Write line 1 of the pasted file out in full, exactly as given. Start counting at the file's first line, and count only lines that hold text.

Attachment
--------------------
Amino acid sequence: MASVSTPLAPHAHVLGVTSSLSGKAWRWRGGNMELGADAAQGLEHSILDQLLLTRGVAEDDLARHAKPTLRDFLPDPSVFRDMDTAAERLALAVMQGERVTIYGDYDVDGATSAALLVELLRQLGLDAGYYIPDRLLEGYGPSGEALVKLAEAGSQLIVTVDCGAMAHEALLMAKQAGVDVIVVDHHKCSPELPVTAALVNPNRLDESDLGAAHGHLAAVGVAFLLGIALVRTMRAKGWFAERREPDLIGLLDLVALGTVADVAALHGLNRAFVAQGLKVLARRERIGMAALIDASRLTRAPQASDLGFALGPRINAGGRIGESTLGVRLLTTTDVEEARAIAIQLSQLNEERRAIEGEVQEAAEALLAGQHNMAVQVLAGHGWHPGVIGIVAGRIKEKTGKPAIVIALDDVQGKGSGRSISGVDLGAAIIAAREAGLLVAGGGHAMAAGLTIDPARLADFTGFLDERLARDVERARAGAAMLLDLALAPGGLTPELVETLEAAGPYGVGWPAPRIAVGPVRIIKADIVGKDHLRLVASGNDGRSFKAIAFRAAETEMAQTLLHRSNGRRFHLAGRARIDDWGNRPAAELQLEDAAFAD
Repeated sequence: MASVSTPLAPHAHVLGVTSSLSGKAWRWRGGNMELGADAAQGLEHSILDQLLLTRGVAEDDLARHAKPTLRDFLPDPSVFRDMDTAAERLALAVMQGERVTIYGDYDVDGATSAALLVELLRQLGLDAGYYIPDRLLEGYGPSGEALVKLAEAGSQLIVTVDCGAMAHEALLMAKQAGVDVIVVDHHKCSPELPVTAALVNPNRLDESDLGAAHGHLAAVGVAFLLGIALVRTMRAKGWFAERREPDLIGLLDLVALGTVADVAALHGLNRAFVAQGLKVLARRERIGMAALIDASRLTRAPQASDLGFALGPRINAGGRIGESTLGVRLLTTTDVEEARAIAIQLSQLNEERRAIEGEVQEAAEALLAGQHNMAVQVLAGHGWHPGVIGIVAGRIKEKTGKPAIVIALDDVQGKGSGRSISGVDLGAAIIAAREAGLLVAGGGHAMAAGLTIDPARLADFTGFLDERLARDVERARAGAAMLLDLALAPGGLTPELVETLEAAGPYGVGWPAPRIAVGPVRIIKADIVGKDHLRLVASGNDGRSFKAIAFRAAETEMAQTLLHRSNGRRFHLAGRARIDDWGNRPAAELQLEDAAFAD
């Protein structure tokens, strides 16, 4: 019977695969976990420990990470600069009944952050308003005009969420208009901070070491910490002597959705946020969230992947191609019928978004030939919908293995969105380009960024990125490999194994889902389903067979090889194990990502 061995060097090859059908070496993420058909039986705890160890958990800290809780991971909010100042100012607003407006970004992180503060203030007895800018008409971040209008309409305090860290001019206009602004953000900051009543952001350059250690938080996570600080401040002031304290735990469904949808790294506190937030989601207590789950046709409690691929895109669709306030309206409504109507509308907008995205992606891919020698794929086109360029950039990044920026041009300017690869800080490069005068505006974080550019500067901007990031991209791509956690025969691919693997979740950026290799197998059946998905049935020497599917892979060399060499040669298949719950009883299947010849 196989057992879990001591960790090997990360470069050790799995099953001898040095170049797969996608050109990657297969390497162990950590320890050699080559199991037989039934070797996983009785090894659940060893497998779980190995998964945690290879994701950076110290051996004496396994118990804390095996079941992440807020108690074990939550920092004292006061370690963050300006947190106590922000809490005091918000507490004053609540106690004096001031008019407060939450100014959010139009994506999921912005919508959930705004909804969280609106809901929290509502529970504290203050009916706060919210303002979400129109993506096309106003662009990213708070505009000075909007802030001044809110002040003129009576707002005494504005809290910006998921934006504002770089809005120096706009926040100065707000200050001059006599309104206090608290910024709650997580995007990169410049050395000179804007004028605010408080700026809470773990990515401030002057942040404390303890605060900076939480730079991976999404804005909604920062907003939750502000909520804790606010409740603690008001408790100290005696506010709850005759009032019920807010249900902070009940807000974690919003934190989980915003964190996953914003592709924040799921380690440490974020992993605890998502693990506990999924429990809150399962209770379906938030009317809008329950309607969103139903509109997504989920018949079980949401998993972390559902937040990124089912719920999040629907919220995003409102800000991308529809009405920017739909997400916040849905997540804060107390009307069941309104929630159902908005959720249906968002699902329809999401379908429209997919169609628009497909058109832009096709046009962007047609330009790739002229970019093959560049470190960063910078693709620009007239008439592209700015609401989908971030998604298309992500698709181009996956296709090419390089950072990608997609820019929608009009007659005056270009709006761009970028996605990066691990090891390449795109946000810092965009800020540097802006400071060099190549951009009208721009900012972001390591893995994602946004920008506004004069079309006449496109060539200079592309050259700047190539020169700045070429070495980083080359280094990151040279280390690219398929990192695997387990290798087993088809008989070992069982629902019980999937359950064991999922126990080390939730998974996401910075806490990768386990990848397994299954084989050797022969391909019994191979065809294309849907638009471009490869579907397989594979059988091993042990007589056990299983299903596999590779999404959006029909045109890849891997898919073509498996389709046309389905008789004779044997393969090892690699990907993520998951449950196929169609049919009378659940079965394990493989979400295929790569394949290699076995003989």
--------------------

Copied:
Amino acid sequence: MASVSTPLAPHAHVLGVTSSLSGKAWRWRGGNMELGADAAQGLEHSILDQLLLTRGVAEDDLARHAKPTLRDFLPDPSVFRDMDTAAERLALAVMQGERVTIYGDYDVDGATSAALLVELLRQLGLDAGYYIPDRLLEGYGPSGEALVKLAEAGSQLIVTVDCGAMAHEALLMAKQAGVDVIVVDHHKCSPELPVTAALVNPNRLDESDLGAAHGHLAAVGVAFLLGIALVRTMRAKGWFAERREPDLIGLLDLVALGTVADVAALHGLNRAFVAQGLKVLARRERIGMAALIDASRLTRAPQASDLGFALGPRINAGGRIGESTLGVRLLTTTDVEEARAIAIQLSQLNEERRAIEGEVQEAAEALLAGQHNMAVQVLAGHGWHPGVIGIVAGRIKEKTGKPAIVIALDDVQGKGSGRSISGVDLGAAIIAAREAGLLVAGGGHAMAAGLTIDPARLADFTGFLDERLARDVERARAGAAMLLDLALAPGGLTPELVETLEAAGPYGVGWPAPRIAVGPVRIIKADIVGKDHLRLVASGNDGRSFKAIAFRAAETEMAQTLLHRSNGRRFHLAGRARIDDWGNRPAAELQLEDAAFAD